Most people assume that if they need a caffeine hit, coffee should be their drink of choice. However, did you know that tea also has caffeine? In this article, we will explore several caffeine-related questions regarding tea.
- How much caffeine is it safe to consume each day?
- How much caffeine is in tea?
- Does the caffeine content vary depending on the type of tea?
- Do herbal and fruit teas contain caffeine?
- Is there more caffeine in coffee than in tea?
What is caffeine and how much can I have each day?
Caffeine is a natural stimulant found in a variety of plant species around the world, including coffee, chocolate, cola nuts and yes, it’s also found in tea! Caffeine affects people differently – some find it helps them to stay alert and focussed, some are very sensitive to it and some can’t consume food or drink with caffeine too late in the day as it can affect their sleep.
In the UK, the NHS advises that adults should consume a maximum of 400mg of caffeine per day. This is 4 small cups, or 2 large cups. Toddlers and young children should not have any caffeine as it impedes growth, and pregnant women should only have 200mg a day. Both the U.S. Department of Agriculture and the European Food Safety Authority follow these guidelines as well.
How much caffeine is in tea?
How much caffeine is in tea depends on two things – the type of tea you will brew and how long you steep it for. The amount of caffeine ranges from 10mg in white tea to 85mg in Yerba Mate. The higher the water temperature is, the more quickly the caffeine will be released and the longer the tea is steeped the more this effect will be compounded.
Does the caffeine content vary depending on the type of tea?
Let’s see how much caffeine is in different types of tea, starting with the least. (Each amount mentioned is per 8oz cup of tea.)
- Herbal and fruit teas such as camomile, rooibos, and peppermint do not contain any caffeine.
- Decaffeinated black teas contain between 2-20mg per cup.
- Matcha green tea comes in powdered form and has around 35mg of caffeine in each cup.
- Green teas have around 35-40mg.
- An average cup of black tea has around 50mg but some can have up to 90mg.
- Yerba Mate is a tea popular in South America made from holly tree leaves. If you’re looking for a real alternative to coffee this is it! It has an incredible 85mg of caffeine per 8oz cup of tea.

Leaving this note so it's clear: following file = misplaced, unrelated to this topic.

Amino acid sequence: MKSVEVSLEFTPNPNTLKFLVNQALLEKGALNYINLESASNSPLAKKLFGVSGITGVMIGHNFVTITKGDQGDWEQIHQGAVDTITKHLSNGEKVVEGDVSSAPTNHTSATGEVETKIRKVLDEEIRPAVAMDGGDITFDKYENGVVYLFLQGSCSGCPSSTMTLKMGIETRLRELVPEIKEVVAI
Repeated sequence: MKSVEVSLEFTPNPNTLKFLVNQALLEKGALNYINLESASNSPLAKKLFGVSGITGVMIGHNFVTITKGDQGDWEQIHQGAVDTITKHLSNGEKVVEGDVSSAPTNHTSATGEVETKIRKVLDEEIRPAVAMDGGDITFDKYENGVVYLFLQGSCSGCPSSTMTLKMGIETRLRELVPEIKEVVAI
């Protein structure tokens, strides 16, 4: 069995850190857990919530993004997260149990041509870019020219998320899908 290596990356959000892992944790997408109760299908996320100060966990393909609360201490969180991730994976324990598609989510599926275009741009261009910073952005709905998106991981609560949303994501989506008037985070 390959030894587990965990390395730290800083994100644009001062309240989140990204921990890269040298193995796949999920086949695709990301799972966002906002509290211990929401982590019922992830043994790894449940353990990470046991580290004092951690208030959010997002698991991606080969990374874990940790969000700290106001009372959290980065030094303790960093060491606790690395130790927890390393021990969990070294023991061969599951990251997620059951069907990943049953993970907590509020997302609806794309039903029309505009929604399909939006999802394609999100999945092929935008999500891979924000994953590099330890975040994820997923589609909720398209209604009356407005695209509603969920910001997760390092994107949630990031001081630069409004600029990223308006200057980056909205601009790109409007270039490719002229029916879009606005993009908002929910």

If you’re looking for an even bigger caffeine hit try these teas with added caffeine by Celestial Seasonings:
- Black Energy Tea – 95mg of caffeine per cup
- Caffeinated Fast Lane Black Tea – 90mg of caffeine per cup
These teas are specifically marketed alternatives to coffee. The Celestial Seasonings website has a wide range of teas and the caffeine content is clearly displayed on each page for those who are concerned about their caffeine intake.
Do herbal and fruit teas contain caffeine?
The vast majority of herbal and fruit teas do not have caffeine. The following is a short list of ‘pure’ herbal teas that have zero caffeine content:
However, some do contain caffeine such as Yerba Mate (as we mentioned above) which has a very high caffeine content.
Another South American herbal tea is Guarana tea which is drunk widely in Peru, Brazil, and Paraguay. It has a very high caffeine content, comparable with Yerba Mate and coffee.
Some herbal teas are blended with true teas and that’s when their caffeine content is altered, such as the Sencha tea blend which is green tea and therefore contains caffeine.
So how does the caffeine content of tea compare to that of coffee?
Most people drink brewed coffee which is prepared by pouring hot water over ground coffee beans that are filtered. One cup of regular coffee (8oz cup here, same as in our tea examples) has an average of 95mg of caffeine. This is almost twice the amount found in an average cup of English Breakfast Tea.
Espresso-based coffees have around 63mg of caffeine in a small serving and closer to 125mg in a large or double espresso.
For those coffee drinkers who are perhaps less particular, instant coffee offers a lower caffeine count with an average cup containing around 60mg of caffeine. This is because there is no brewing process. You simply pour boiling water over freeze-dried granules.
Decaffeinated coffee actually has some caffeine in it, although a meagre 3mg is about all you’ll get in an average cup.
It seems that in order to have the lowest caffeine intake when drinking hot beverages you’re best off choosing either decaf coffee or fruit or herbal teas. If you can’t face giving up your daily cuppa, stick with English Breakfast Tea, and if you’re a hard-core caffeine addict you can have 2-3 cups of coffee to remain within health recommendations.
Whatever beverage you choose, enjoy!
Check Is Tea Good For You And Learn More about Tea.